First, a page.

Zaatari refugee camp

 

Deep in the Jordanian desert sits the largest Syrian refugee camp in the world. It is called Zaatari, and from the air it looks like an island of white huts in the middle of an ocean of sand. Nearly 80,000 men, women and children who have escaped horror and war in Syria since 2012 now have no choice but to call Zaatari home. Operated by the government of Jordan and the United Nations High Commission for Refugees (UNHCR), this massive camp is now overflowing with displaced people, struggling to survive and navigate a very unstable situation with an uncertain future. As a host country, Jordan has made a tremendous effort in providing for refugees, yet there are still many challenges to overcome in camps like Zaatari. Water can be scarce. Black markets have sprung up to provide for both necessity and vice. The desert climate brings suffocating heat and dust during the summer, while in the winter months the camp turns into a giant mud pit due to constant freezing rain. Education opportunities are severely lacking, especially for high school and university students. Resettlement opportunities, scholarships, and aid for refugees are all decreasing each year even, though the problems being faced in the camp are not going away. Most people feel abandoned by the international community and unable to go back to Syria.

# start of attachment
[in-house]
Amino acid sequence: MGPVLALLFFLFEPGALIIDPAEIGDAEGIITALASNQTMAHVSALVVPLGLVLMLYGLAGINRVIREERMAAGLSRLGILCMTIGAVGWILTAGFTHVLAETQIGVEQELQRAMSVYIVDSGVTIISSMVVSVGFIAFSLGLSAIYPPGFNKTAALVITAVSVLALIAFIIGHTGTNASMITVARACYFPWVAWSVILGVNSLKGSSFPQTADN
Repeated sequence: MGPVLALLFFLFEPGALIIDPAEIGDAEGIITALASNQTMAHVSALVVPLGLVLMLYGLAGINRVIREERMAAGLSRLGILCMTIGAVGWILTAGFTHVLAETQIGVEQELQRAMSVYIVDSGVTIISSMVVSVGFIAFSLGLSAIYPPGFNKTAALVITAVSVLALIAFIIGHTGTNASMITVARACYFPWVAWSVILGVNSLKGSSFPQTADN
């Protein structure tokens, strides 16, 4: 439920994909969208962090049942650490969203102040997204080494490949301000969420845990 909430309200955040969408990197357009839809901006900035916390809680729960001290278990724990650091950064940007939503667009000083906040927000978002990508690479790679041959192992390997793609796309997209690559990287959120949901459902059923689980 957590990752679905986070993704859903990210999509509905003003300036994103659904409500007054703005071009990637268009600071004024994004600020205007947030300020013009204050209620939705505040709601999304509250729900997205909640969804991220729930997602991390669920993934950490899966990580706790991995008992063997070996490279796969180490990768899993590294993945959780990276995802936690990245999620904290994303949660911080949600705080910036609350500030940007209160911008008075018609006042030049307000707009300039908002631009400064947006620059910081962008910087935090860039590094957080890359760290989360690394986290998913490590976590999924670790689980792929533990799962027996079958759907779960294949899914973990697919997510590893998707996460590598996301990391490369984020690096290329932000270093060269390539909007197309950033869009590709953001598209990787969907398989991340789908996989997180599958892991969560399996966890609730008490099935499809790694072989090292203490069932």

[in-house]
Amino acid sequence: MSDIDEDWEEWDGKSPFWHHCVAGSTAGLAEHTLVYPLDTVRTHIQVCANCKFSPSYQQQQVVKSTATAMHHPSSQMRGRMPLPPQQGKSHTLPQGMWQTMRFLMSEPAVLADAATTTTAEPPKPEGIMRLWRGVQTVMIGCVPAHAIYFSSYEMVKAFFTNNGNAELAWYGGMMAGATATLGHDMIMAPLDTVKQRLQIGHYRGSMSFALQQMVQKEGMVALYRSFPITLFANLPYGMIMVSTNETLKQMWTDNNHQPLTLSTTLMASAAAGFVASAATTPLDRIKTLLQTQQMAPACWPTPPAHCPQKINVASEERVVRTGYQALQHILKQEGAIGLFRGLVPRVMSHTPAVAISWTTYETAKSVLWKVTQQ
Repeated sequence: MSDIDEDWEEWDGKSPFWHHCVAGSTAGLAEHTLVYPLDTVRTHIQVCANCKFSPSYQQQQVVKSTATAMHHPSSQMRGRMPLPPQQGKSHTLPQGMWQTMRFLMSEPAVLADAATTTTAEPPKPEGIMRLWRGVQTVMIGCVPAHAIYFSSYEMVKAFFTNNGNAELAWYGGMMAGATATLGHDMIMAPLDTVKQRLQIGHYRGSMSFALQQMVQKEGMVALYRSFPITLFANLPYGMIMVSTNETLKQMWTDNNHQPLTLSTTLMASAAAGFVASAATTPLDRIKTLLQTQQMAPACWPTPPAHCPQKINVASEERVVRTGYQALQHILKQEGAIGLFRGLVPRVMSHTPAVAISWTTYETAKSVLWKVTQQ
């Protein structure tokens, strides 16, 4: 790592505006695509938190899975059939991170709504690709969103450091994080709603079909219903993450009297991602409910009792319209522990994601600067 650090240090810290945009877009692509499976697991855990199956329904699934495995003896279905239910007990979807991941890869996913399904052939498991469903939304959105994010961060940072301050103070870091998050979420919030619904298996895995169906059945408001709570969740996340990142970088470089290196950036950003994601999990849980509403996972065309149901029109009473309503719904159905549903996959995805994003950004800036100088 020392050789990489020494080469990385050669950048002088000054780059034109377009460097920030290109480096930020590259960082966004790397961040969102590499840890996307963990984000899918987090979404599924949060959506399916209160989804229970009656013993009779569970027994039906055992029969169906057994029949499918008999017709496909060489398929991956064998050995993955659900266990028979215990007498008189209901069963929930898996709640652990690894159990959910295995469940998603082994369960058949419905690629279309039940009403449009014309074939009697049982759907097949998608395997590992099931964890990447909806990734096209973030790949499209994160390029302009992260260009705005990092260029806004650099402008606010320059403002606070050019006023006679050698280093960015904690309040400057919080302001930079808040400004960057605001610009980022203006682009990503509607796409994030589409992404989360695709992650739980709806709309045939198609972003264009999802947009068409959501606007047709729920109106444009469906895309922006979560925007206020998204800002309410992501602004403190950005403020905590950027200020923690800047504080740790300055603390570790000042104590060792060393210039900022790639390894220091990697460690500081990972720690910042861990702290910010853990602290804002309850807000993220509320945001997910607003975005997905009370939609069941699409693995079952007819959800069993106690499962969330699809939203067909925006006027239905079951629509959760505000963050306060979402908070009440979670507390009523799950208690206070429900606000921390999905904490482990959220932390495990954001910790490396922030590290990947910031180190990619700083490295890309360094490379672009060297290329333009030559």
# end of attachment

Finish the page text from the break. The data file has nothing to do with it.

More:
In the six years since Zaatari opened, it has morphed from a makeshift camp to a bustling city of refugees. More than thirty percent of those living in Zaatari are age 5 to 17 and resources to help these children are scarce. As with all refugee camps, limited access to education and health facilities are serious concerns. Aid workers who help refugee children warn that the biggest dangers for refugee youth are a loss of identity and motivation, and overwhelming feelings of hopelessness. Without education and positive direction, an already uncertain future becomes significantly more perilous, and the risks of being forced into early marriage, child labor, or being courted by extremist groups makes life in refugee camps particularly dangerous for young people. With over 50 million child refugees worldwide, it is more essential and urgent than ever that we find and highlight ways to safeguard these children from danger and ensure they are given an opportunity for a productive and safe future.

 
 
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